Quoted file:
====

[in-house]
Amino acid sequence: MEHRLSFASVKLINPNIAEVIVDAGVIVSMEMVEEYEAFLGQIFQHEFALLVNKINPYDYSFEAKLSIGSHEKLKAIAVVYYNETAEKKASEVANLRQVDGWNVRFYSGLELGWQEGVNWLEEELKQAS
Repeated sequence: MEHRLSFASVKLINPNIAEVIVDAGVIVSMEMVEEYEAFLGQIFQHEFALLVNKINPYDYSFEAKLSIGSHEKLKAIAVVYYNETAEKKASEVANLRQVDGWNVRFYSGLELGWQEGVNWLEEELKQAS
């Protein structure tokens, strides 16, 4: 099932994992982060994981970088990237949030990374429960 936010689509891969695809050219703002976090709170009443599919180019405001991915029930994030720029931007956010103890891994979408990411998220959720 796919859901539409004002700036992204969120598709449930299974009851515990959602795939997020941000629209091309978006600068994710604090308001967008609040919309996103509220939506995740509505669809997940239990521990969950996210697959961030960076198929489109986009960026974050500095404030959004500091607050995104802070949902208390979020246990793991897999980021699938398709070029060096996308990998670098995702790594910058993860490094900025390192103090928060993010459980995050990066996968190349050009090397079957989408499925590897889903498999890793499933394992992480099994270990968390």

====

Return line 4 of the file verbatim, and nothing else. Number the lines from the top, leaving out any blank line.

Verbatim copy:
């Protein structure tokens, strides 16, 4: 099932994992982060994981970088990237949030990374429960 936010689509891969695809050219703002976090709170009443599919180019405001991915029930994030720029931007956010103890891994979408990411998220959720 796919859901539409004002700036992204969120598709449930299974009851515990959602795939997020941000629209091309978006600068994710604090308001967008609040919309996103509220939506995740509505669809997940239990521990969950996210697959961030960076198929489109986009960026974050500095404030959004500091607050995104802070949902208390979020246990793991897999980021699938398709070029060096996308990998670098995702790594910058993860490094900025390192103090928060993010459980995050990066996968190349050009090397079957989408499925590897889903498999890793499933394992992480099994270990968390």